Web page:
PENFIELD — Samantha Mitchell, 17, admitted she was a “big juice junkie.”
“I’m the kind of person who has to drink every two minutes, so you don’t think about how hungry you are,” she said.
If that’s truly the case, Samantha had a chance to feed her addiction at St. Joseph’s Church on March 4. A table outside the parish gymnasium was almost completely covered by plastic jugs of juices, brought there by members of the youth group.
From noon the day before until 6 p.m. that day, the St. Joseph’s teenagers were drinking juice instead of eating solid foods, according to Johan Engstrom, director of youth ministry. In addition to abstaining from eating, the teenagers participated in service projects at such Rochester sites as Ss. Peter and Paul Church, and the Francis Center and Women’s Place, two Catholic Family Center shelters.
Each teenager sought sponsors for their 30-hour “Famine Fast,” Engstrom said, noting the monies raised went to World Vision International, a Christian relief and development organization. In 2004, World Vision offered material, emotional, social and spiritual support to 100 million people in 96 countries, according to its Web site at www.wvi.org.
In addition to the youth-group members at St. Joseph, Engstrom said young people from Church of the Resurrection in Fairport, as well as Lutheran, United Methodist, Presbyterian and Christian Reformed churches in Fairport and Penfield, also participated in the Famine Fast. To learn about hunger, the teenagers took part in a variety of activities, including role-playing exercises about starving people, Engstrom said. The fast ended with a meal and an interdenominational service, he added, noting the shared fasting and money-raising experience had a beneficial effect on the young people.
“The actions that they can take helps them to recognize that they can do things together that they can’t do alone,” he said.
Cathy Reitz, youth minister at Resurrection, said the parish’s young people visited food pantries, shelters and outreach centers as part of the fast, and said she thought the fact the young people weren’t eating gave them a different perspective on how others live.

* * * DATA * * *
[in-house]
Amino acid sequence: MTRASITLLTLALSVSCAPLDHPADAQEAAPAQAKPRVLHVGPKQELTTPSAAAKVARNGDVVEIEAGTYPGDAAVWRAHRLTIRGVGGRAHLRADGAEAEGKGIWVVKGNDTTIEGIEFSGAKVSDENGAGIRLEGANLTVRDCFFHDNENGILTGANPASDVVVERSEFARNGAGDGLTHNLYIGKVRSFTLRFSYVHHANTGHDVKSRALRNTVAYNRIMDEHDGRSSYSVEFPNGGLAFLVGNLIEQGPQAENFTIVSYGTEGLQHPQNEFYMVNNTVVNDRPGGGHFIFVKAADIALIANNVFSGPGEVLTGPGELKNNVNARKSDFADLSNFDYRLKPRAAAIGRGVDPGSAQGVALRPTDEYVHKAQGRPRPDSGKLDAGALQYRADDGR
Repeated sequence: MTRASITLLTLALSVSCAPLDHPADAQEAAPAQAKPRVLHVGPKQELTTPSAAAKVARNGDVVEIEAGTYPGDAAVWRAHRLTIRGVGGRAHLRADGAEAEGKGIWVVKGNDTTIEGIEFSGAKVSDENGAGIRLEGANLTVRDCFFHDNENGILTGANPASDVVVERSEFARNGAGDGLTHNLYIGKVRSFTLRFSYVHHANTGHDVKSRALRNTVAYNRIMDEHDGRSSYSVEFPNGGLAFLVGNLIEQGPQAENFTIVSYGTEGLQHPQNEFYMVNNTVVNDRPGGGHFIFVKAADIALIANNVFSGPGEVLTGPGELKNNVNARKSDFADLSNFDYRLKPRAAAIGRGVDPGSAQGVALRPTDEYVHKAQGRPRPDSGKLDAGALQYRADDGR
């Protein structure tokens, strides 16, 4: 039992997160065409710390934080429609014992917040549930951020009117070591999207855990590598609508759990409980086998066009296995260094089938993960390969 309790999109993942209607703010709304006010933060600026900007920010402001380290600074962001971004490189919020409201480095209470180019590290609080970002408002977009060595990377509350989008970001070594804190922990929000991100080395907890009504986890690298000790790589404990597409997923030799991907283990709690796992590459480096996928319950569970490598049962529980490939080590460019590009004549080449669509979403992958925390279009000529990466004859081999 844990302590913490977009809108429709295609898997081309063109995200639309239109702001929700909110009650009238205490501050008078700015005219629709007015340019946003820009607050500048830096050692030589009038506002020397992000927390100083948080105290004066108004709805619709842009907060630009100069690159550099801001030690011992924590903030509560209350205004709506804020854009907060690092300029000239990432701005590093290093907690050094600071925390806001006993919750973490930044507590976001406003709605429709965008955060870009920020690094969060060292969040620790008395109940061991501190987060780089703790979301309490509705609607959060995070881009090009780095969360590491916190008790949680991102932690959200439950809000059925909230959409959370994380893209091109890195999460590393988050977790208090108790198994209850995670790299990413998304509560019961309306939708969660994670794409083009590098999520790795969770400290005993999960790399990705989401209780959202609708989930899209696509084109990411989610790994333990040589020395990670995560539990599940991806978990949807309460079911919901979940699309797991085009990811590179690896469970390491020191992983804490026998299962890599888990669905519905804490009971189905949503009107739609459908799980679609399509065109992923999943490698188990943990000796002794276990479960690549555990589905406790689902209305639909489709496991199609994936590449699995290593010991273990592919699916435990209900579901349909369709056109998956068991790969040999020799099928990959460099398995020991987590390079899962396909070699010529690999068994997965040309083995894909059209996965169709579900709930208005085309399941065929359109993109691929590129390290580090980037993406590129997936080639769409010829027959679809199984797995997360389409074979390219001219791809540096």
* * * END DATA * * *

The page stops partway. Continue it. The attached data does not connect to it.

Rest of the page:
“(Fasting) allows them to feel for 30 hours what some kids feel every day,” she said.
That point was brought home by three members of St. Joseph’s group.
Sarah Meath, 16, said the Famine Fast made her appreciate how readily food is available to families with means such as her own. For example, she said, while working at one food pantry, she saw a slightly bruised apple that was fit for consumption but couldn’t be sold in an area market. She added that she was glad she had the support of her fellow young Catholics during the fast.
“If you’re just by yourself, it’s just so tempting to go off and eat something,” she said.
Samantha Wolfe, 17, said the fast had helped her develop empathy for those in need.
“I’d like to volunteer more,” she said.
Eric Van Overbake, 17, said he worked at Francis Center, and the shelter made him appreciate his own home.
“You might complain that your house is smaller than somebody else’s, but at least you have a house,” he said.
He added that he thought fasting was a challenge any teenager could handle.
“I am one of those people who probably eats more than anyone here,” he said, noting he’s been known to devour more than his fair share of pizza at youth-group meetings. “If I can give up food for 30 hours, anyone can.”